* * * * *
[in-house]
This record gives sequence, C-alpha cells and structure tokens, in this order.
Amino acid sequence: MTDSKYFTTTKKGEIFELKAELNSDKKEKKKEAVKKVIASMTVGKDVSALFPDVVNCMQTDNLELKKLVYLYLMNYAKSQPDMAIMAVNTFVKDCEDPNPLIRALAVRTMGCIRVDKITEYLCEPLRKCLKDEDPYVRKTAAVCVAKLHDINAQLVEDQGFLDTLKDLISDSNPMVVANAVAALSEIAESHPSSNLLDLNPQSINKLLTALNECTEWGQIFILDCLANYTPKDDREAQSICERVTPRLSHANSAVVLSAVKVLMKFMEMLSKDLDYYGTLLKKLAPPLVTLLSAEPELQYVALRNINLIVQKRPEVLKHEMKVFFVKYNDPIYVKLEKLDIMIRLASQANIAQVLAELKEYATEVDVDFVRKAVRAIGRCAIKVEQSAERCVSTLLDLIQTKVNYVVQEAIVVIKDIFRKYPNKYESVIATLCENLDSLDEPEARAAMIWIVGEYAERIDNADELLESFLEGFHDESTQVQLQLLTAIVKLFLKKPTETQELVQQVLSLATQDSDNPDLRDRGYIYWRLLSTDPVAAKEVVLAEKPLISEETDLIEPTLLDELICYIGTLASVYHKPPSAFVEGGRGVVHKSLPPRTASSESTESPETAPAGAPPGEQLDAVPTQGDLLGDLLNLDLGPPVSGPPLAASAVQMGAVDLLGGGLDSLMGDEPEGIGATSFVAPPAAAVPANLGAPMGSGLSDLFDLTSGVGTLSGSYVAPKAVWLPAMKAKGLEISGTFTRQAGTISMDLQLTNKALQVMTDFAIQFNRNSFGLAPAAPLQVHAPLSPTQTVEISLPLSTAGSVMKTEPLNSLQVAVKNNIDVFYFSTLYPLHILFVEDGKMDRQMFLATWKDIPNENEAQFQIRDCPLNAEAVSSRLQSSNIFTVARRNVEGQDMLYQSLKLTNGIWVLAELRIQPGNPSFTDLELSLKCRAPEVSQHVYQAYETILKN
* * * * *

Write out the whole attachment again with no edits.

[in-house]
This record gives sequence, C-alpha cells and structure tokens, in this order.
Amino acid sequence: MTDSKYFTTTKKGEIFELKAELNSDKKEKKKEAVKKVIASMTVGKDVSALFPDVVNCMQTDNLELKKLVYLYLMNYAKSQPDMAIMAVNTFVKDCEDPNPLIRALAVRTMGCIRVDKITEYLCEPLRKCLKDEDPYVRKTAAVCVAKLHDINAQLVEDQGFLDTLKDLISDSNPMVVANAVAALSEIAESHPSSNLLDLNPQSINKLLTALNECTEWGQIFILDCLANYTPKDDREAQSICERVTPRLSHANSAVVLSAVKVLMKFMEMLSKDLDYYGTLLKKLAPPLVTLLSAEPELQYVALRNINLIVQKRPEVLKHEMKVFFVKYNDPIYVKLEKLDIMIRLASQANIAQVLAELKEYATEVDVDFVRKAVRAIGRCAIKVEQSAERCVSTLLDLIQTKVNYVVQEAIVVIKDIFRKYPNKYESVIATLCENLDSLDEPEARAAMIWIVGEYAERIDNADELLESFLEGFHDESTQVQLQLLTAIVKLFLKKPTETQELVQQVLSLATQDSDNPDLRDRGYIYWRLLSTDPVAAKEVVLAEKPLISEETDLIEPTLLDELICYIGTLASVYHKPPSAFVEGGRGVVHKSLPPRTASSESTESPETAPAGAPPGEQLDAVPTQGDLLGDLLNLDLGPPVSGPPLAASAVQMGAVDLLGGGLDSLMGDEPEGIGATSFVAPPAAAVPANLGAPMGSGLSDLFDLTSGVGTLSGSYVAPKAVWLPAMKAKGLEISGTFTRQAGTISMDLQLTNKALQVMTDFAIQFNRNSFGLAPAAPLQVHAPLSPTQTVEISLPLSTAGSVMKTEPLNSLQVAVKNNIDVFYFSTLYPLHILFVEDGKMDRQMFLATWKDIPNENEAQFQIRDCPLNAEAVSSRLQSSNIFTVARRNVEGQDMLYQSLKLTNGIWVLAELRIQPGNPSFTDLELSLKCRAPEVSQHVYQAYETILKN